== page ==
Federal Reserve Chairman Ben Bernanke pledged Friday that the central bank will “act as needed” to keep the credit fallout that has unhinged Wall Street from hurting the national economy.

In anxiously awaited remarks, Bernanke didn’t specify what the Fed’s next move will be but made clear policymakers are keeping close tabs on the problem, which has roiled markets in the United States and around the globe.

Even as Bernanke vowed Fed action, he sought to temper expectations.

“It is not the responsibility of the Federal Reserve — nor would it be appropriate — to protect lenders and investors from the consequences of their financial decisions,” Bernanke said. “But developments in financial markets can have broad economic effects felt by many outside the markets, and the Federal Reserve must take those effects into account when determining policy.”

Many believe the odds are growing that the Fed will cut its most important interest rate, now at 5.25 percent, by at least one-quarter percentage point on or before Sept. 18, its next regularly scheduled meeting. The Fed hasn’t lowered this rate in four years.

The Fed “will act as needed to limit the adverse effects on the broader economy that may arise from the disruptions in financial markets,” Bernanke told an economics conference here.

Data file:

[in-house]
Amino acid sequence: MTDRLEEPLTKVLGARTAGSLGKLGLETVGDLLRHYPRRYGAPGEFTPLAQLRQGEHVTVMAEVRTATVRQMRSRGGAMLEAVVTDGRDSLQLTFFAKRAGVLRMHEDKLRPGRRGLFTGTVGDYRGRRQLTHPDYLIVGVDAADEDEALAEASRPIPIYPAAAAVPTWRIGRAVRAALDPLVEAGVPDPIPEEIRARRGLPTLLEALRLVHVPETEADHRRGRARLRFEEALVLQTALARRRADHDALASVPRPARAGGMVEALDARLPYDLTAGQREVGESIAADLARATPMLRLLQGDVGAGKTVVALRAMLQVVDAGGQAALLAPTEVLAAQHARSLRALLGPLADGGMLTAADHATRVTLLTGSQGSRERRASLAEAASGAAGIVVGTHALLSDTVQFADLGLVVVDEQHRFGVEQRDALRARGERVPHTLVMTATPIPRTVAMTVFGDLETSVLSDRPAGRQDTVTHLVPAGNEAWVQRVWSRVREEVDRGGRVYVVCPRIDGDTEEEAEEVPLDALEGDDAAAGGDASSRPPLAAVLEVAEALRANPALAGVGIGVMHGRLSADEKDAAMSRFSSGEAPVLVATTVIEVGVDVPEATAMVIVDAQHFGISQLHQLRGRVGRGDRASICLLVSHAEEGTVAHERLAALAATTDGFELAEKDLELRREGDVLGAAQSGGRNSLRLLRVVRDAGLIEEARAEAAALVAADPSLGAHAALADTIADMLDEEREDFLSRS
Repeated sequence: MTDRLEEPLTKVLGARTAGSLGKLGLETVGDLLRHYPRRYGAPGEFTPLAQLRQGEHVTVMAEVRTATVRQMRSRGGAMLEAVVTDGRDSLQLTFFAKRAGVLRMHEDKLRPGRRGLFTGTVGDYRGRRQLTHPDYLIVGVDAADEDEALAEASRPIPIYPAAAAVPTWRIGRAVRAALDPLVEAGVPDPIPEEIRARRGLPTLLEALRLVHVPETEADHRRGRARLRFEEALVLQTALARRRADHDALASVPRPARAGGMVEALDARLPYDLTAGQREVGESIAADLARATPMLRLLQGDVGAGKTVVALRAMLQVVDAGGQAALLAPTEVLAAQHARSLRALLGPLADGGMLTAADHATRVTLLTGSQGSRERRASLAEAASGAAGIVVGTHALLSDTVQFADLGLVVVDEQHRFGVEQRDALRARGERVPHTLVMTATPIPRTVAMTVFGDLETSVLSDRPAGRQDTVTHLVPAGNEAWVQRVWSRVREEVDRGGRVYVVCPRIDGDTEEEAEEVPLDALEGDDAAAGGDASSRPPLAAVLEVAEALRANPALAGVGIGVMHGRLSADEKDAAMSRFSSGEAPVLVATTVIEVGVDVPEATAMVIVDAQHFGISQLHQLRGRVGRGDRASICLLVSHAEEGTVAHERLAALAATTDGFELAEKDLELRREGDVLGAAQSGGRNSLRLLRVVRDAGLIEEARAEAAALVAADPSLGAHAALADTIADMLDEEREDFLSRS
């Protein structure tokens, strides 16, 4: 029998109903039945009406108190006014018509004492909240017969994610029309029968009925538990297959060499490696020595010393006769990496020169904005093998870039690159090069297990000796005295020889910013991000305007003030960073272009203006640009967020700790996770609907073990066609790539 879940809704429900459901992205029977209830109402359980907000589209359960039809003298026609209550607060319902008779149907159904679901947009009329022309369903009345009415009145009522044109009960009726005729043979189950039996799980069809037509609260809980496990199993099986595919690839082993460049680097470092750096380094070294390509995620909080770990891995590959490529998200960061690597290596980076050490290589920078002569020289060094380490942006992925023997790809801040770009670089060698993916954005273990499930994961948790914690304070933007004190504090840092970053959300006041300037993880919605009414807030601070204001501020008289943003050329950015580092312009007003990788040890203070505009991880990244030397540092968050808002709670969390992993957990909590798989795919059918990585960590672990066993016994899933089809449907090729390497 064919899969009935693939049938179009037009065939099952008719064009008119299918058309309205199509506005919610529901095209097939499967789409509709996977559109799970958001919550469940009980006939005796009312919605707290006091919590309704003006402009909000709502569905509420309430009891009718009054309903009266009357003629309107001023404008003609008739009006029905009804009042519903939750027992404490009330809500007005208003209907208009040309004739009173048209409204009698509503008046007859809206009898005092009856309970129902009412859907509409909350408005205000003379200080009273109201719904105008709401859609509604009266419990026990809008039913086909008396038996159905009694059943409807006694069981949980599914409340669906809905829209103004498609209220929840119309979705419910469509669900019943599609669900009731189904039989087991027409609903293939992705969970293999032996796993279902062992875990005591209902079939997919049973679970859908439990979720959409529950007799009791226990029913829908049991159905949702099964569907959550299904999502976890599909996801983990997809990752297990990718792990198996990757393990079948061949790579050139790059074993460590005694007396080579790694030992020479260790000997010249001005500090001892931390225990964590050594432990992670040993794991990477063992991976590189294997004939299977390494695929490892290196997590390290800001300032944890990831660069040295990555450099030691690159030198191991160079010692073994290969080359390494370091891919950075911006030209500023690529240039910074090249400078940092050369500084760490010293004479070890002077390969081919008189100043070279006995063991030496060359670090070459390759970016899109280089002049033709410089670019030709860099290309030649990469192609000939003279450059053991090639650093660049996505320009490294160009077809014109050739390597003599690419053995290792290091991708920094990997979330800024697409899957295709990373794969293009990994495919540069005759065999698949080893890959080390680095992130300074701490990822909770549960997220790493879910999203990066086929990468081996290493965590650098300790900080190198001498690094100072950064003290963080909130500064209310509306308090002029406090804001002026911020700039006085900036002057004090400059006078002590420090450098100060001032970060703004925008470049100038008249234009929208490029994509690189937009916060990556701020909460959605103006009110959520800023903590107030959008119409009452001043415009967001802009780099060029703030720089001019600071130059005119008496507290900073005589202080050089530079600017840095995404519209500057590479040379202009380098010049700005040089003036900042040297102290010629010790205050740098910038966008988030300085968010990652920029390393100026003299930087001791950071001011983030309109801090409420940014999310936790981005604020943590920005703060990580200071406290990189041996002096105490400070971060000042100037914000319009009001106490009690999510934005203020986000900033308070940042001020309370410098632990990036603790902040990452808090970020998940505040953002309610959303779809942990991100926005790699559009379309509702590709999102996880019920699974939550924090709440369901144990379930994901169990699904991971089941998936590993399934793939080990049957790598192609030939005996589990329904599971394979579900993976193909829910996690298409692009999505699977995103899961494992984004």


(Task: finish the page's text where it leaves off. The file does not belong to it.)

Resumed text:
To guide the Fed in terms of what its next move will be, Bernanke said policymakers will pay especially close attention to the “timeliest indicators” as well as information gleaned from businesses and banks around the country. Economic data that was taken before the credit markets really seized up in August will be much less useful to policymakers to assess the country’s economic health, he explained.

It was his first speech — and his most extensive comments — since the credit crunch took a turn for the worst in August. The carnage in credit markets and the turmoil on Wall Street pose the biggest test of Bernanke’s skills since taking the Fed helm 19 months ago.

President Bush was announcing steps Friday to aide homeowners who are having trouble making the payments on risky mortgages.
Source: FoxNews.com